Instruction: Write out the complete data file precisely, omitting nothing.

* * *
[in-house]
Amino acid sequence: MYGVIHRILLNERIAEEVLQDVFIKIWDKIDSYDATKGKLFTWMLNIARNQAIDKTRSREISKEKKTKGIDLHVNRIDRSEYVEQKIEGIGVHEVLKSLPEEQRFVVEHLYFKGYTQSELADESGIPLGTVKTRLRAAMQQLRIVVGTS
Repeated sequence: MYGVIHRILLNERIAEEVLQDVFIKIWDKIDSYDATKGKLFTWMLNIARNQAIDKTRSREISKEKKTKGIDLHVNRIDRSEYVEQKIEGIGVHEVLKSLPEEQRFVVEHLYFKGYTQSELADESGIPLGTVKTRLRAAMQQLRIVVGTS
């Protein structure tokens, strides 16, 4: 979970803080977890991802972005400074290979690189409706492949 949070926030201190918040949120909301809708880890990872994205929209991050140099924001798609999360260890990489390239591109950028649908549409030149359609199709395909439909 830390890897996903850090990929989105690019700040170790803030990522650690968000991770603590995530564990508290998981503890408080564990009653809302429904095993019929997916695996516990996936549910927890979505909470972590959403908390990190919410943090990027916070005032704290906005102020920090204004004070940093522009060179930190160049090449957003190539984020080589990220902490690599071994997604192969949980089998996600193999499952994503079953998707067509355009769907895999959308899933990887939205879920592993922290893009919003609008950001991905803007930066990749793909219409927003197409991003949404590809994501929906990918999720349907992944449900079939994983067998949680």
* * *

[in-house]
Amino acid sequence: MYGVIHRILLNERIAEEVLQDVFIKIWDKIDSYDATKGKLFTWMLNIARNQAIDKTRSREISKEKKTKGIDLHVNRIDRSEYVEQKIEGIGVHEVLKSLPEEQRFVVEHLYFKGYTQSELADESGIPLGTVKTRLRAAMQQLRIVVGTS
Repeated sequence: MYGVIHRILLNERIAEEVLQDVFIKIWDKIDSYDATKGKLFTWMLNIARNQAIDKTRSREISKEKKTKGIDLHVNRIDRSEYVEQKIEGIGVHEVLKSLPEEQRFVVEHLYFKGYTQSELADESGIPLGTVKTRLRAAMQQLRIVVGTS
């Protein structure tokens, strides 16, 4: 979970803080977890991802972005400074290979690189409706492949 949070926030201190918040949120909301809708880890990872994205929209991050140099924001798609999360260890990489390239591109950028649908549409030149359609199709395909439909 830390890897996903850090990929989105690019700040170790803030990522650690968000991770603590995530564990508290998981503890408080564990009653809302429904095993019929997916695996516990996936549910927890979505909470972590959403908390990190919410943090990027916070005032704290906005102020920090204004004070940093522009060179930190160049090449957003190539984020080589990220902490690599071994997604192969949980089998996600193999499952994503079953998707067509355009769907895999959308899933990887939205879920592993922290893009919003609008950001991905803007930066990749793909219409927003197409991003949404590809994501929906990918999720349907992944449900079939994983067998949680």